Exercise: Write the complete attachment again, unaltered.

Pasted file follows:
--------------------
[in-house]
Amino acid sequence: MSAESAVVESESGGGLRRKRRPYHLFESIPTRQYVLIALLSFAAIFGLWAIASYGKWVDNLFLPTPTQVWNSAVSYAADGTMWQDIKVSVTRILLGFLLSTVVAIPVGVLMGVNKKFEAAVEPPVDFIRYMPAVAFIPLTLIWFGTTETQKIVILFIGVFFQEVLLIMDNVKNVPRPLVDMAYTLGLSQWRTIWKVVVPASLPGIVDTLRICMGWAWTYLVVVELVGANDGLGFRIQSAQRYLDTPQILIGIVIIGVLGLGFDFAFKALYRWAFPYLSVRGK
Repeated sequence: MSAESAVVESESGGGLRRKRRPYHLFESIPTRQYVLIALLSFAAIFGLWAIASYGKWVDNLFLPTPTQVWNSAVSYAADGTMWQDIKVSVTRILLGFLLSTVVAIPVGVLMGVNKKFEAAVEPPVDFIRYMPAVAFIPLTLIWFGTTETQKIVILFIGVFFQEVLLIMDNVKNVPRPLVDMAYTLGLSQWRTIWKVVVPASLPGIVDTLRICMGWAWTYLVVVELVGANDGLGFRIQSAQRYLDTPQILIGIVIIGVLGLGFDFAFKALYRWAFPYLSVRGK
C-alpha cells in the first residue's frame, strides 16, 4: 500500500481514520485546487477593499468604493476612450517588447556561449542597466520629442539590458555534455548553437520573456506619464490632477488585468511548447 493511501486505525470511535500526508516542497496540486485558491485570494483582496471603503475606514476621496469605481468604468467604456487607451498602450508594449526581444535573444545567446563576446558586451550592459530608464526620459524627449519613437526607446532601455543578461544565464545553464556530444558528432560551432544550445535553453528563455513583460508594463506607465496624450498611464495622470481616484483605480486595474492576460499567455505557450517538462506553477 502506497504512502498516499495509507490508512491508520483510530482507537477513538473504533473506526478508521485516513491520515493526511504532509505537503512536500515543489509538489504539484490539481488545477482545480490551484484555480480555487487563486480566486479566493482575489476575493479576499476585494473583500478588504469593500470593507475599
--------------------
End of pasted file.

[in-house]
Amino acid sequence: MSAESAVVESESGGGLRRKRRPYHLFESIPTRQYVLIALLSFAAIFGLWAIASYGKWVDNLFLPTPTQVWNSAVSYAADGTMWQDIKVSVTRILLGFLLSTVVAIPVGVLMGVNKKFEAAVEPPVDFIRYMPAVAFIPLTLIWFGTTETQKIVILFIGVFFQEVLLIMDNVKNVPRPLVDMAYTLGLSQWRTIWKVVVPASLPGIVDTLRICMGWAWTYLVVVELVGANDGLGFRIQSAQRYLDTPQILIGIVIIGVLGLGFDFAFKALYRWAFPYLSVRGK
Repeated sequence: MSAESAVVESESGGGLRRKRRPYHLFESIPTRQYVLIALLSFAAIFGLWAIASYGKWVDNLFLPTPTQVWNSAVSYAADGTMWQDIKVSVTRILLGFLLSTVVAIPVGVLMGVNKKFEAAVEPPVDFIRYMPAVAFIPLTLIWFGTTETQKIVILFIGVFFQEVLLIMDNVKNVPRPLVDMAYTLGLSQWRTIWKVVVPASLPGIVDTLRICMGWAWTYLVVVELVGANDGLGFRIQSAQRYLDTPQILIGIVIIGVLGLGFDFAFKALYRWAFPYLSVRGK
C-alpha cells in the first residue's frame, strides 16, 4: 500500500481514520485546487477593499468604493476612450517588447556561449542597466520629442539590458555534455548553437520573456506619464490632477488585468511548447 493511501486505525470511535500526508516542497496540486485558491485570494483582496471603503475606514476621496469605481468604468467604456487607451498602450508594449526581444535573444545567446563576446558586451550592459530608464526620459524627449519613437526607446532601455543578461544565464545553464556530444558528432560551432544550445535553453528563455513583460508594463506607465496624450498611464495622470481616484483605480486595474492576460499567455505557450517538462506553477 502506497504512502498516499495509507490508512491508520483510530482507537477513538473504533473506526478508521485516513491520515493526511504532509505537503512536500515543489509538489504539484490539481488545477482545480490551484484555480480555487487563486480566486479566493482575489476575493479576499476585494473583500478588504469593500470593507475599